The Republic of Singapore is a global financial center of around 5.7 million. The city-state is a contrast of cultures, offering a perfect blend of contemporary living that is unlike any other place in the world.
Sammi Lim, founder and executive director of Brilliance Capital, knows the area, having 17 years of experience in development and real estate. Her background in international real estate and high-value deals is in sync with Singapore’s luxury and ultra-luxury markets.
When talking about fundamentals in Singapore, Lim explains that the city-state is “a market with healthy liquidity, political stability, and a pro-business environment that attracts family offices and relocations of people to Singapore.” In addition, Lin notes that “Singapore has good governance, strong confidence in capital value preservations, an open economy, and a relatively low tax environment.”
The luxury markets in Singapore are largely defined by Districts. Located in Districts 9, 10, and 11, the luxury property options range from ultra-luxury condominiums to low-rise to high-rise blocks. “Then comes the typical landed homes as the next sector. For one to own a landed home, they need to be either a permanent resident or Singapore Citizen in Singapore,” said Lim.
Then according to Lim, there is the “crème de la crème the Good Class Bungalows sector, with a total of only 2,800 homes. For one to own a GCB, they need to be a Singapore Citizen in Singapore.” These properties are reportedly in demand with high-profile tech entrepreneurs.
For about US $7.4 million, currently on the market is a semi-detached house in the popular Greenbank Park area near the Bukit Timah Nature Reserve. The 11,617-square-foot property features six bedrooms and ten bathrooms. It is also well located near several prestigious international schools, including Swiss School in Singapore, Hollandse School, and Chatsworth International School.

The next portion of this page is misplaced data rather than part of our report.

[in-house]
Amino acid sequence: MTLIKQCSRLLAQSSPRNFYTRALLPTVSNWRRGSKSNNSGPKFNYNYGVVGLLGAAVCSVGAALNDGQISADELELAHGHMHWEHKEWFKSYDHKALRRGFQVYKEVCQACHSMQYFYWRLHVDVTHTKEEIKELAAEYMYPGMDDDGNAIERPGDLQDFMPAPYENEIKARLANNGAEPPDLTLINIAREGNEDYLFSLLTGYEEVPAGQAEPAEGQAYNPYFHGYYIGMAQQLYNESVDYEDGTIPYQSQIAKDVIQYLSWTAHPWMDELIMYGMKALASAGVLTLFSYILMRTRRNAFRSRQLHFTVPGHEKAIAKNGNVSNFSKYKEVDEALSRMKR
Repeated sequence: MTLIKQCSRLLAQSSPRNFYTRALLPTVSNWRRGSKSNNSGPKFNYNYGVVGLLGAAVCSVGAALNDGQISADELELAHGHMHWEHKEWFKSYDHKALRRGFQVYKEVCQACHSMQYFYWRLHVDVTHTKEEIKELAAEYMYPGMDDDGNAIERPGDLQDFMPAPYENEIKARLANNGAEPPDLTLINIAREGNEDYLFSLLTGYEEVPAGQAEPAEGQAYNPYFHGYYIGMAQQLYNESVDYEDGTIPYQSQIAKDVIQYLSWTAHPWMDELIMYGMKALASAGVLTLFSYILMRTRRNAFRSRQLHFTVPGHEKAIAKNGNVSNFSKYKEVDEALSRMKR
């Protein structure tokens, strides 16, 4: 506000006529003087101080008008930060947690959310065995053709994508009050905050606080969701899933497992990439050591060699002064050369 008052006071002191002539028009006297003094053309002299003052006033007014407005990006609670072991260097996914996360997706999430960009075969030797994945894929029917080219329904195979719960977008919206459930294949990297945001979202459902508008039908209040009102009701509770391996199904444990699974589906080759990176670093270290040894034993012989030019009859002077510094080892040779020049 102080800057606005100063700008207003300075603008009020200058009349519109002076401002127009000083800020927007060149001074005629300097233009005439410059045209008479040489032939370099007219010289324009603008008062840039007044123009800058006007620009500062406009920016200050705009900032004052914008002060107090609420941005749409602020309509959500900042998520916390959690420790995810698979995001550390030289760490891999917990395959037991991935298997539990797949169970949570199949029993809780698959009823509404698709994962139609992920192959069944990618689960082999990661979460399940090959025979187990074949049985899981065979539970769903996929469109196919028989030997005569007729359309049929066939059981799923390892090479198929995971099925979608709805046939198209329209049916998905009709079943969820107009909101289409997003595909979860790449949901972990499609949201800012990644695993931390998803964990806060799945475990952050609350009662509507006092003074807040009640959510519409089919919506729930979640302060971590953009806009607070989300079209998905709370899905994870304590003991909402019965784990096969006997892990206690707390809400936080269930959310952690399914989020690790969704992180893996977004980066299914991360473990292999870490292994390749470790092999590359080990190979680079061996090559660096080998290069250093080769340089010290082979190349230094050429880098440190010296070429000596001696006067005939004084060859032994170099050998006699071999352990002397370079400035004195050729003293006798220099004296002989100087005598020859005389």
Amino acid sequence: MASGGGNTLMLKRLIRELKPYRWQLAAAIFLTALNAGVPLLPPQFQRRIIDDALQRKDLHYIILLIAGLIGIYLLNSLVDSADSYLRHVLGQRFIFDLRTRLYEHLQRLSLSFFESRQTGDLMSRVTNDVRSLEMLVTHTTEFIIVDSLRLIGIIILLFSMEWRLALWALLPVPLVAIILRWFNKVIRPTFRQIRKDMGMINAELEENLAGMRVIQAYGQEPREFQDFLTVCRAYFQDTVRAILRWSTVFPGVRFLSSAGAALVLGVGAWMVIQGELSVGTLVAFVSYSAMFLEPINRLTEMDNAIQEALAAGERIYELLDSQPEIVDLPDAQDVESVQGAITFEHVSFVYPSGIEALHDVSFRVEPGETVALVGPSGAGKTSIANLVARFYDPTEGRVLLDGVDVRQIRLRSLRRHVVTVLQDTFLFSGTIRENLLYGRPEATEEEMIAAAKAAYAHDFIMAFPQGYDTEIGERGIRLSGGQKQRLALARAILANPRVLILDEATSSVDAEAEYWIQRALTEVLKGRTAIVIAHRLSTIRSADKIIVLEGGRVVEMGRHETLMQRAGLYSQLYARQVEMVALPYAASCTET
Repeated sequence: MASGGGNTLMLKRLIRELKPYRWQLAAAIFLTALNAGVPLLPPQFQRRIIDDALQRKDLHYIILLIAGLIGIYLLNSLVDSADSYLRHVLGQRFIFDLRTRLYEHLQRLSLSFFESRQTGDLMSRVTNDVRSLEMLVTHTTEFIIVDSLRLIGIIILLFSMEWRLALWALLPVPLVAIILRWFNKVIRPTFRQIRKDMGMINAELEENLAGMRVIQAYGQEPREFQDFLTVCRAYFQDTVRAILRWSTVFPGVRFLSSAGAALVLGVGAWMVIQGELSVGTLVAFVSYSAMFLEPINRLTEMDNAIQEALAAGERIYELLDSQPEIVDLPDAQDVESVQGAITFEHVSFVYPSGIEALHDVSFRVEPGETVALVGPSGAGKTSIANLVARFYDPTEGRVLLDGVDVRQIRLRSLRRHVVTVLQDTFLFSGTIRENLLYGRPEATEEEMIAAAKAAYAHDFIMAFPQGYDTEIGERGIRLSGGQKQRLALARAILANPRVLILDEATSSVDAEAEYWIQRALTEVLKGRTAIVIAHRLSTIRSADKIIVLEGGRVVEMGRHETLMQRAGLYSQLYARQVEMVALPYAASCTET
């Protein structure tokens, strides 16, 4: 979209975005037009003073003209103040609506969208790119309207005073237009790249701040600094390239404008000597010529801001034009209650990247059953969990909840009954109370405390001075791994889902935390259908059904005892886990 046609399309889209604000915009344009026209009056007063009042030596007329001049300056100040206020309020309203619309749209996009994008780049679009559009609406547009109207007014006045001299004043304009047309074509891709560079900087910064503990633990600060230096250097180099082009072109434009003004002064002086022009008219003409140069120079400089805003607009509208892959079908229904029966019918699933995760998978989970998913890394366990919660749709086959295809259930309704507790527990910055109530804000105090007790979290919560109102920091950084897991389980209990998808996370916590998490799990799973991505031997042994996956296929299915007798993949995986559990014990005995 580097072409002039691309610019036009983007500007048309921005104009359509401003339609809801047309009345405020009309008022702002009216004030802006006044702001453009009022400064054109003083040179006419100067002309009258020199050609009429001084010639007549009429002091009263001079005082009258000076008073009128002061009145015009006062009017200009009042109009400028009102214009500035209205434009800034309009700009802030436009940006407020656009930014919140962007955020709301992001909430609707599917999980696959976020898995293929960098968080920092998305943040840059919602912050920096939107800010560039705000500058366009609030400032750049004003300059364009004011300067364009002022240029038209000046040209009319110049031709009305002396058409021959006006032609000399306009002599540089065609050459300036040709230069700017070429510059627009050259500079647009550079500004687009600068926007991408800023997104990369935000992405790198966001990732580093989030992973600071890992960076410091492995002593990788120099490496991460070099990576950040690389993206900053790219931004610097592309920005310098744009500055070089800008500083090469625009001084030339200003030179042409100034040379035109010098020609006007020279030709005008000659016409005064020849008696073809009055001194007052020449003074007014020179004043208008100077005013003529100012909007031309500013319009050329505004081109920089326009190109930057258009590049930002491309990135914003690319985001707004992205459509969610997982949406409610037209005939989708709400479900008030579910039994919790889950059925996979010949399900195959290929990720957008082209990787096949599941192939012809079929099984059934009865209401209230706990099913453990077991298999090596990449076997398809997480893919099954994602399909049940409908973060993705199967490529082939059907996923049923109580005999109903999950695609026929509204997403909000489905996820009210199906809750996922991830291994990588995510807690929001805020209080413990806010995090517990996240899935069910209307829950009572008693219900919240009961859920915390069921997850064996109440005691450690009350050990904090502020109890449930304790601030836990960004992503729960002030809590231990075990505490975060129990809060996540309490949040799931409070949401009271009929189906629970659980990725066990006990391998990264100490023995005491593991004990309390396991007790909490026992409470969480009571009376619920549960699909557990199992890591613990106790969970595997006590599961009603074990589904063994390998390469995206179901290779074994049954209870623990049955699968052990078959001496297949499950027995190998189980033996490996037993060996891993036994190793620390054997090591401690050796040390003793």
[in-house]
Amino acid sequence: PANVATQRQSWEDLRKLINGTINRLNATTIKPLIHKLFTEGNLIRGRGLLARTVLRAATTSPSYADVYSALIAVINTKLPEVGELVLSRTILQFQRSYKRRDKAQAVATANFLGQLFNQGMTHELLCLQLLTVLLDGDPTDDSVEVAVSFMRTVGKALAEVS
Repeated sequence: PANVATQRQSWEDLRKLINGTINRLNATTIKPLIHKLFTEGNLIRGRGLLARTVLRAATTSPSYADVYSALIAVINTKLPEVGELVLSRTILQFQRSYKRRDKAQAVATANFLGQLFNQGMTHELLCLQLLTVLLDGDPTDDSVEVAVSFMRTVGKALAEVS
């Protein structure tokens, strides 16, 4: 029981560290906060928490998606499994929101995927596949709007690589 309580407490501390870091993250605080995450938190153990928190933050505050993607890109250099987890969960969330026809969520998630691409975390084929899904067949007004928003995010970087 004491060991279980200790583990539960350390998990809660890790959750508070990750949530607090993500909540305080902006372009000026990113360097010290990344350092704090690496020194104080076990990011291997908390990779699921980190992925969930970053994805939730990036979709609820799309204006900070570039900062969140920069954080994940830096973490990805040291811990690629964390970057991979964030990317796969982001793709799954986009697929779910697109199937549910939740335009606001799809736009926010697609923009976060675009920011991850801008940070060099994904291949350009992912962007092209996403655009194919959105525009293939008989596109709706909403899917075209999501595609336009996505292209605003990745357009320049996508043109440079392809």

As with many international luxury real estate markets, Singapore felt the impact of the pandemic. Like others, the market was quiet amid international travel restrictions. As things eased up international buyers returned.
In September, a report from CNBC noted year-over-year home prices in Singapore (outside central) region rose almost 14%. That’s twice the annual growth of 6.4% across Asia-Pacific.
Lim shares her take on the activity: “From the local market, there is an increase in flight to quality mindset. As people realized the importance of quality living through this pandemic situation. There is a significant increase in demand for bigger and better-quality homes. In Asia, Singapore has performed significantly better than its peers, coming out of the crisis even stronger in the residential sector.”
Since the pandemic, Singapore has attracted more international buyers, some of who have chosen to make Singapore their new or alternative base. Typical buyers continue to hail from China and Indonesia, with new international buyers from Malaysia, Thailand, Hong Kong, Korea and the United States. “These buyers tend to like high-end residential condominiums in the prime districts. For those who obtained permanent residencies, or citizenship, they tend to upgrade to landed properties, or the best in class landed, which are the good-class Bungalows,” Lim observes.
It will be interesting to see how Singapore’s luxury market fares in 2022.